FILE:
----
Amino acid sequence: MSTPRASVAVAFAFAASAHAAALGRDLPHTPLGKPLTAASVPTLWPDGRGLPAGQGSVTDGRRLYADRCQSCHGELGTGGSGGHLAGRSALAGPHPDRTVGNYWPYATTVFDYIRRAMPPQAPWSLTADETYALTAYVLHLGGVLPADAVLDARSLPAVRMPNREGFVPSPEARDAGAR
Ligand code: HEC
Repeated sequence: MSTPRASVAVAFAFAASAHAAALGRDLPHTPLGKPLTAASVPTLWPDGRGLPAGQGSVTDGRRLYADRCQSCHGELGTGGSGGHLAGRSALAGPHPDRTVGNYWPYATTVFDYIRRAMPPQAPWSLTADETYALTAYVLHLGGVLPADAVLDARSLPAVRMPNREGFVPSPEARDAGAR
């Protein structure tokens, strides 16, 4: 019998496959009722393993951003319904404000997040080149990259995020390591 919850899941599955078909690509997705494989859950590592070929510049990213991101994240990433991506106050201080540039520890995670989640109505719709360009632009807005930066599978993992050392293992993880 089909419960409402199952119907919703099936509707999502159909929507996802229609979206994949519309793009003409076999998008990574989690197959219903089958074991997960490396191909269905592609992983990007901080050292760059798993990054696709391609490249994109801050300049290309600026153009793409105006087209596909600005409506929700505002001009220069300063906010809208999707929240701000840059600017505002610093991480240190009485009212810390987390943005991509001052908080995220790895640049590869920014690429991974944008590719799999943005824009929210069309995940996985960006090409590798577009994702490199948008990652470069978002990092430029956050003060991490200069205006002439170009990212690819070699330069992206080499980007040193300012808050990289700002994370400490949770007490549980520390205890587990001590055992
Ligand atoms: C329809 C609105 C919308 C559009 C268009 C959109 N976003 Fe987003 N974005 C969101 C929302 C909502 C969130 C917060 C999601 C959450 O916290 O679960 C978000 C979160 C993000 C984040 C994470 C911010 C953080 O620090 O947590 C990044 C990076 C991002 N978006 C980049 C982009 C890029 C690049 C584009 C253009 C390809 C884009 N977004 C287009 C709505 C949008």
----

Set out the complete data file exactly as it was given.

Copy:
Amino acid sequence: MSTPRASVAVAFAFAASAHAAALGRDLPHTPLGKPLTAASVPTLWPDGRGLPAGQGSVTDGRRLYADRCQSCHGELGTGGSGGHLAGRSALAGPHPDRTVGNYWPYATTVFDYIRRAMPPQAPWSLTADETYALTAYVLHLGGVLPADAVLDARSLPAVRMPNREGFVPSPEARDAGAR
Ligand code: HEC
Repeated sequence: MSTPRASVAVAFAFAASAHAAALGRDLPHTPLGKPLTAASVPTLWPDGRGLPAGQGSVTDGRRLYADRCQSCHGELGTGGSGGHLAGRSALAGPHPDRTVGNYWPYATTVFDYIRRAMPPQAPWSLTADETYALTAYVLHLGGVLPADAVLDARSLPAVRMPNREGFVPSPEARDAGAR
């Protein structure tokens, strides 16, 4: 019998496959009722393993951003319904404000997040080149990259995020390591 919850899941599955078909690509997705494989859950590592070929510049990213991101994240990433991506106050201080540039520890995670989640109505719709360009632009807005930066599978993992050392293992993880 089909419960409402199952119907919703099936509707999502159909929507996802229609979206994949519309793009003409076999998008990574989690197959219903089958074991997960490396191909269905592609992983990007901080050292760059798993990054696709391609490249994109801050300049290309600026153009793409105006087209596909600005409506929700505002001009220069300063906010809208999707929240701000840059600017505002610093991480240190009485009212810390987390943005991509001052908080995220790895640049590869920014690429991974944008590719799999943005824009929210069309995940996985960006090409590798577009994702490199948008990652470069978002990092430029956050003060991490200069205006002439170009990212690819070699330069992206080499980007040193300012808050990289700002994370400490949770007490549980520390205890587990001590055992
Ligand atoms: C329809 C609105 C919308 C559009 C268009 C959109 N976003 Fe987003 N974005 C969101 C929302 C909502 C969130 C917060 C999601 C959450 O916290 O679960 C978000 C979160 C993000 C984040 C994470 C911010 C953080 O620090 O947590 C990044 C990076 C991002 N978006 C980049 C982009 C890029 C690049 C584009 C253009 C390809 C884009 N977004 C287009 C709505 C949008």